PRIVATE ALBERT VICTOR BATES
31ST OCTOBER 1918 AGE 20
BURIED: ODOMEZ COMMUNAL CEMEMTERY, FRANCE
This is a lovely inscription and although there are no quotation marks it seems to me that this will have been a tribute from Albert Bates' officer. My father was an officer in the Second World War and to the end of his life the highest compliment he could pay a young man was to say, 'He would make a good soldier'.
Albert Bates was just 20 when he died. He served with the 2nd Battalion Devonshire Regiment. On the night of the 30th/31st October 1918 the battalion took part in forcing a passage across the River L'Escaut. The crossing was effected by 00.30 hours on the 31st but by the early morning 'the Boche' were reported as massing for a counter attack. Over the next few hours the battalion suffered heavy casualties, some caused by the RAF. At 08.30 the casualties were reported as '12 OR wounded (through RAF) 1 killed, probably incomplete'. By 15.10 casualties were estimated to be 'about 80'. The war may only have had eleven days to run but the Germans were still trying to defend every river crossing and strategic location.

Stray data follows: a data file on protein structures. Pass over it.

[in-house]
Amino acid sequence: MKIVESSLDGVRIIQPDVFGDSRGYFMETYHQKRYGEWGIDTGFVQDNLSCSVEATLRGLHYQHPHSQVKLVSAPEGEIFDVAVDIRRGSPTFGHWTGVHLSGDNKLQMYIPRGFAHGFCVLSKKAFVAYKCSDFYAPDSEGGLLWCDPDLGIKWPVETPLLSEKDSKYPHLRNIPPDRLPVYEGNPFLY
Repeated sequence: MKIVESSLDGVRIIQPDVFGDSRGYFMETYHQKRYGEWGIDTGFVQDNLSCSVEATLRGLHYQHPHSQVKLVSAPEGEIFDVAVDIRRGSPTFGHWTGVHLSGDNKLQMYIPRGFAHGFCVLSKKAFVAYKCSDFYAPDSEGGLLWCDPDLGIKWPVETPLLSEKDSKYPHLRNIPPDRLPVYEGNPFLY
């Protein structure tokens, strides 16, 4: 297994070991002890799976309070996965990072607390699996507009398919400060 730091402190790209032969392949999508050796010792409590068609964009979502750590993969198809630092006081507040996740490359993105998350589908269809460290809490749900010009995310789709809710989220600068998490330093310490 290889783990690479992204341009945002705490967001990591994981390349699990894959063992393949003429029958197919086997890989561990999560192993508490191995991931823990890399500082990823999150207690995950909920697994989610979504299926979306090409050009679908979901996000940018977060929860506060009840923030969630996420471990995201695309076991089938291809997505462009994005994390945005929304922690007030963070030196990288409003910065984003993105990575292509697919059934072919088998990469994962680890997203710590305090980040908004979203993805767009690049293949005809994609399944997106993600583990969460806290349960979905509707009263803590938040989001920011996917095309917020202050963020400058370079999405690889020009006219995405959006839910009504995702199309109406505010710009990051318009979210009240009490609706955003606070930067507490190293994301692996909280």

Bates and one other soldier from the battalion, Private Montague Augustus White, are the only two to be buried in Odomez Communal Cemetery; their bodies buried on 20 November 1918. The battalion's other casualties of the day are buried about 15 km away in Valenciennes.
Mrs Laura Bates chose her son's inscription. The family lived at 45 Marsden Road, Redditch where father, Henry Bates, worked as a toolmaker in a cycle works. Albert was one of their four children.